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BC Removed a Lead Pipe From Beneath Greycliff Hall Earlier This Month. City Officials Say the University Was Informed About It Over a Decade Ago.

On March 6, Boston College removed a lead pipe servicing Greycliff Hall from beneath the sidewalk on Commonwealth Avenue.

The pipe was one of many lead pipes in and around the Brighton area, according to the Boston Water and Sewer Commission (BWSC), but it was the only one on BC’s campus. 

“BC Facilities regrets that due to an oversight, a six-foot underground section of lead pipe at 2051 Commonwealth Avenue was not removed as scheduled in the summer of 2019,” University Spokesman Jack Dunn wrote in a statement to The Heights.

But according to Boston city officials, BC was notified of the pipe nearly 15 years ago.

In a recent article by the Boston Globe, Irene McSweeney, chief of operations for the BWSC, said the commission reached out to BC about removing the pipe in 2009, 2016, 2017, 2021.

According to Dunn, these claims are unfounded.

“BC Facilities has found no evidence of receipt of BWSC notices and was informed by BWSC staff that they were not able to verify addresses for their reported correspondence with BC,” Dunn said in his statement.

BSWC, however, remains adamant that the University was alerted of the lead pipe on multiple occasions since 2009.

“In addition to a meeting between BWSC and BC officials in 2018 to discuss solutions, BWSC records show letters of notification about the property in question were sent periodically,” BWSC wrote in a statement to The Heights.

When Tia Guay, a Greycliff resident and MCAS ’26, was first notified about the lead pipe via email in February, she grew worried about her regular use of the kitchen and its water supply.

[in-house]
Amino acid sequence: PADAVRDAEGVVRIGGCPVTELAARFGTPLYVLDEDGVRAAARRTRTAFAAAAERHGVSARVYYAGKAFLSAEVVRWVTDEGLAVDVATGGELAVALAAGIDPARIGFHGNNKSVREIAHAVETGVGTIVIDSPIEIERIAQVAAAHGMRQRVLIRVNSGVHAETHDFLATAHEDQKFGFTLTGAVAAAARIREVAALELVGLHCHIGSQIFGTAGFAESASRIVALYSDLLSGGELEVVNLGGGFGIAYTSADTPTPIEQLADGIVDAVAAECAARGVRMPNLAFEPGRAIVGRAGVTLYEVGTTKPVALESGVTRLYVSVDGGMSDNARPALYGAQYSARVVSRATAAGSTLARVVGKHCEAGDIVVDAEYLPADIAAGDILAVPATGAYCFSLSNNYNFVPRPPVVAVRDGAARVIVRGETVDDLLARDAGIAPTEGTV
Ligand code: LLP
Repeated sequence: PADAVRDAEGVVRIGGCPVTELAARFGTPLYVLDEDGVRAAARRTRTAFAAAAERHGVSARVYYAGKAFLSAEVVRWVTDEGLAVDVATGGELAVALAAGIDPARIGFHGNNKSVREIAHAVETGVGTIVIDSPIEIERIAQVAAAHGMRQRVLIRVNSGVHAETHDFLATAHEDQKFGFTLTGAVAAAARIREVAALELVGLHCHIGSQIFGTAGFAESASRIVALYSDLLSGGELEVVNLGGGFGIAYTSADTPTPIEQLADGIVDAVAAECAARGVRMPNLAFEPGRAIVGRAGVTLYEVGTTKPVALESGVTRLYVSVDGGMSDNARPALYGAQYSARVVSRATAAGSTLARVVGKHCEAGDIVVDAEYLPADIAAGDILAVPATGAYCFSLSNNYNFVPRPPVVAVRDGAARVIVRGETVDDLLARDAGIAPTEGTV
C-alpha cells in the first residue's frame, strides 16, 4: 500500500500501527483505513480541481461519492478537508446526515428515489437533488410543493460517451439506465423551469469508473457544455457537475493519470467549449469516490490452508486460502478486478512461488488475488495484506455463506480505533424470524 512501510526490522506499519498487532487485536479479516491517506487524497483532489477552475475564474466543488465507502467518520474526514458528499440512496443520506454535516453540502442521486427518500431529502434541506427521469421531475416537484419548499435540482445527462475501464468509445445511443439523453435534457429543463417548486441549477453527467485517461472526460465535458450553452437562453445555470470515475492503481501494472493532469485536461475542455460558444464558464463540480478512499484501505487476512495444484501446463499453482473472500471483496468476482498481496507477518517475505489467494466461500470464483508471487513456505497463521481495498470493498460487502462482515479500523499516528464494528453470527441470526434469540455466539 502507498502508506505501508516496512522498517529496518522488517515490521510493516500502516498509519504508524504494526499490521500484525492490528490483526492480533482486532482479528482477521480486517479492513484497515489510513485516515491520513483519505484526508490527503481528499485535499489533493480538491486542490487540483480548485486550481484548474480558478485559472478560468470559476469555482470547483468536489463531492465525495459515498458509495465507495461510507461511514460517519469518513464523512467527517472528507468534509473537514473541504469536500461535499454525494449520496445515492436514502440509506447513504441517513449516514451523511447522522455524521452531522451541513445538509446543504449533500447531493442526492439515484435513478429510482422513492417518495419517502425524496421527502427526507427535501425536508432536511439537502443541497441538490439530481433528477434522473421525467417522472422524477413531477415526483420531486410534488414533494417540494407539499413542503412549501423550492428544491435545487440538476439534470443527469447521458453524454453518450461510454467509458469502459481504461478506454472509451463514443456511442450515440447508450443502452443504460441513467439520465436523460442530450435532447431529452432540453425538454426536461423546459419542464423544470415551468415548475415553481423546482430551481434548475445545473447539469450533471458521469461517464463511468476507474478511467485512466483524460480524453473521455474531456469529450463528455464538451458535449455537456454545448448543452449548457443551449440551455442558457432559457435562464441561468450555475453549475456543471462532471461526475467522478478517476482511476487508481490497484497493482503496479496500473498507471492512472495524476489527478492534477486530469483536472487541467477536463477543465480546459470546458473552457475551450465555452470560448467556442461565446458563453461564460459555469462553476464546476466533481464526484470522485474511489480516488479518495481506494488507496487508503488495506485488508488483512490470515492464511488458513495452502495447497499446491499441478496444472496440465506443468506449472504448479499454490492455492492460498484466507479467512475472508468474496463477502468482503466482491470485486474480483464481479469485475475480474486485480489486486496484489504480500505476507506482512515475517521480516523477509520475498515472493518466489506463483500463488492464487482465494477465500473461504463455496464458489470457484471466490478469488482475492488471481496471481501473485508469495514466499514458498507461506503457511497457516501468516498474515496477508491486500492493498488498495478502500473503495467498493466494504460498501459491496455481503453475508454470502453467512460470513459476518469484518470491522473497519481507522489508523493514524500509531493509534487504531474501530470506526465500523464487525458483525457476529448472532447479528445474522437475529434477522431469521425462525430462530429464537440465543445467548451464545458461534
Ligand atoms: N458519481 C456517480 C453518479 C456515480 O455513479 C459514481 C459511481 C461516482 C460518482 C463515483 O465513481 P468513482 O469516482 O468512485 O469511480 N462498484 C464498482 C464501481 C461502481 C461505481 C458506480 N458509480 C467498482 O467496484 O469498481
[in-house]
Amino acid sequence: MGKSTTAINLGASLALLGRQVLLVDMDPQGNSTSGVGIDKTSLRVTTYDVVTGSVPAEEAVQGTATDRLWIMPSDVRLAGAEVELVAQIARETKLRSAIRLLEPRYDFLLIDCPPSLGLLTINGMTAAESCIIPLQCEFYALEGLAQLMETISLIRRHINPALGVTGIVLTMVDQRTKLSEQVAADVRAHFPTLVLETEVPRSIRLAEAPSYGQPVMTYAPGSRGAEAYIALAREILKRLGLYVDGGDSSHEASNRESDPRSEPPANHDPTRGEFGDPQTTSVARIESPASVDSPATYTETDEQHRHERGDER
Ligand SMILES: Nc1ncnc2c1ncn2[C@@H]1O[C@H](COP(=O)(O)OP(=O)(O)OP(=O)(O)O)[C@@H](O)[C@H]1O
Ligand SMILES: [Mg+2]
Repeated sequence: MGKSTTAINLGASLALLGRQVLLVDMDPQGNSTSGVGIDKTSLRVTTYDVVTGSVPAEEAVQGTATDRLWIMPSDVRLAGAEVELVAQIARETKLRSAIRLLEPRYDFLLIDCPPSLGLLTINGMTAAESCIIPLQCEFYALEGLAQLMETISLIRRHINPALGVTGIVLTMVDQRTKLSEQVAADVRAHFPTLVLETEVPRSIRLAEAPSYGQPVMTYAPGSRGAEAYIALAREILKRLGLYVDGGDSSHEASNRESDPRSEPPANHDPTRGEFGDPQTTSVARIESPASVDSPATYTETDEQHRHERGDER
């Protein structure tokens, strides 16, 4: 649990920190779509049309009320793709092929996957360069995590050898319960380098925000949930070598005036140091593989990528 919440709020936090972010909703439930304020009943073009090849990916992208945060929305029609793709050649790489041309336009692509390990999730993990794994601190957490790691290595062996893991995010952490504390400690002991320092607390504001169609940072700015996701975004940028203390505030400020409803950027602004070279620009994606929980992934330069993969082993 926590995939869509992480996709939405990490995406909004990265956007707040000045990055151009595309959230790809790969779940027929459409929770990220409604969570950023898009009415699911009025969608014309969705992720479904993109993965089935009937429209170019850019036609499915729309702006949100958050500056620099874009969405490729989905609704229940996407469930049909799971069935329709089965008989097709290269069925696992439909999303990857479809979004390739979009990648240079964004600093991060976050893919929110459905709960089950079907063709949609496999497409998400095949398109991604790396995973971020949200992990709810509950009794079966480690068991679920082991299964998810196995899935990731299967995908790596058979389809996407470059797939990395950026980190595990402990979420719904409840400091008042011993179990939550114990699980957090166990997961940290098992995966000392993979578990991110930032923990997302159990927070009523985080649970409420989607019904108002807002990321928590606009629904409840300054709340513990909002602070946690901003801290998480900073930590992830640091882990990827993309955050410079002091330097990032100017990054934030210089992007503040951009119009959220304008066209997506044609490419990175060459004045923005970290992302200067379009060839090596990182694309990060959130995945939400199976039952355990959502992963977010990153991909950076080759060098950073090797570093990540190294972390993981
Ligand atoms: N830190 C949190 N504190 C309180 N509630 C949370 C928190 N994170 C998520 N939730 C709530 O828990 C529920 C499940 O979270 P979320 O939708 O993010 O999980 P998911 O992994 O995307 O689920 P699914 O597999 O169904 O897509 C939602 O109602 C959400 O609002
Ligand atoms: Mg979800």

“I was a little concerned about it because we use the kitchen a lot—my roommate and I both do,” Guay said.

The Perils of a Pipe 

According to the Environmental Protection Agency (EPA), lead exposure can cause cardiovascular disease, reproductive disease, kidney disease, and high blood pressure. Lead exposure can also accumulate over time, being stored in bones alongside calcium.

Dunn said BC hired a firm to conduct an independent water test at Greycliff Hall in February, which concluded that lead levels in the building’s water were below the EPA’s action level. 

“The test showed a lead level of 0.0008 milligrams per liter, which translates to 0.8 parts per billion (ppb)—well below the EPA’s action level of 15 ppb,” Dunn said in the statement.

BC also ran a test in 2016 that showed lead levels in the building’s water to be 3 ppb—also below the EPA standard. 

“These tests show that the water in 2051 Commonwealth Avenue is safe by the standards set by the EPA and the Commonwealth of Massachusetts,” Dunn said in the statement.

Despite this standard, the World Health Organization states that the ideal level of lead in drinking water should be zero, as even low levels of exposure can cause harmful side effects. 

The EPA also states that the level of lead at which no adverse health effects are likely to occur is zero.

But according to Philip Landrigan, director of the global public health and the common good program, the age demographics of residents living in Greycliff make the risk of health consequences due to lead exposure low.